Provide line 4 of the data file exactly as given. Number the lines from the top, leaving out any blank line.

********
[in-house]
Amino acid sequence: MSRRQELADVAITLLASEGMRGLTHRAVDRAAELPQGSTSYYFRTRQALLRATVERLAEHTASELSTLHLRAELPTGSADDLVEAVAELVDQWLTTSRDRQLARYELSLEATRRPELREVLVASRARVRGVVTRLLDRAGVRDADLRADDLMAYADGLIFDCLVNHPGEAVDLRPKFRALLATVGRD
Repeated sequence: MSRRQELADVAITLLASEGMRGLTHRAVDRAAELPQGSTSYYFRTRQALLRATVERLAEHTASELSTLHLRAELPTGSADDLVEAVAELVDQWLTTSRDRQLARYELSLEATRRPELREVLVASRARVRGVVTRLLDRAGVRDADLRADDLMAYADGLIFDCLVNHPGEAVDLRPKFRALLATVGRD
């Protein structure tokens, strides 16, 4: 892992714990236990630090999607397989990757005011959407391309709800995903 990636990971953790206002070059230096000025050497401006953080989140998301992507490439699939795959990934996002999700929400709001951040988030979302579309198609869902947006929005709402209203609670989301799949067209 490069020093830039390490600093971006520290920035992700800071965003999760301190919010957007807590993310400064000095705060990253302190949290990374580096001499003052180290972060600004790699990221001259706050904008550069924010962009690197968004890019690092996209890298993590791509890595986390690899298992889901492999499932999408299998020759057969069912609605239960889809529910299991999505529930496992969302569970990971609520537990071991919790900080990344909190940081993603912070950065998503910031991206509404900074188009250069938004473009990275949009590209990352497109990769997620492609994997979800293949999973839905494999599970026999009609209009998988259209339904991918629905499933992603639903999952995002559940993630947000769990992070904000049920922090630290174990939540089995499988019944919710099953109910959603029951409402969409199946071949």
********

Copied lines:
């Protein structure tokens, strides 16, 4: 892992714990236990630090999607397989990757005011959407391309709800995903 990636990971953790206002070059230096000025050497401006953080989140998301992507490439699939795959990934996002999700929400709001951040988030979302579309198609869902947006929005709402209203609670989301799949067209 490069020093830039390490600093971006520290920035992700800071965003999760301190919010957007807590993310400064000095705060990253302190949290990374580096001499003052180290972060600004790699990221001259706050904008550069924010962009690197968004890019690092996209890298993590791509890595986390690899298992889901492999499932999408299998020759057969069912609605239960889809529910299991999505529930496992969302569970990971609520537990071991919790900080990344909190940081993603912070950065998503910031991206509404900074188009250069938004473009990275949009590209990352497109990769997620492609994997979800293949999973839905494999599970026999009609209009998988259209339904991918629905499933992603639903999952995002559940993630947000769990992070904000049920922090630290174990939540089995499988019944919710099953109910959603029951409402969409199946071949």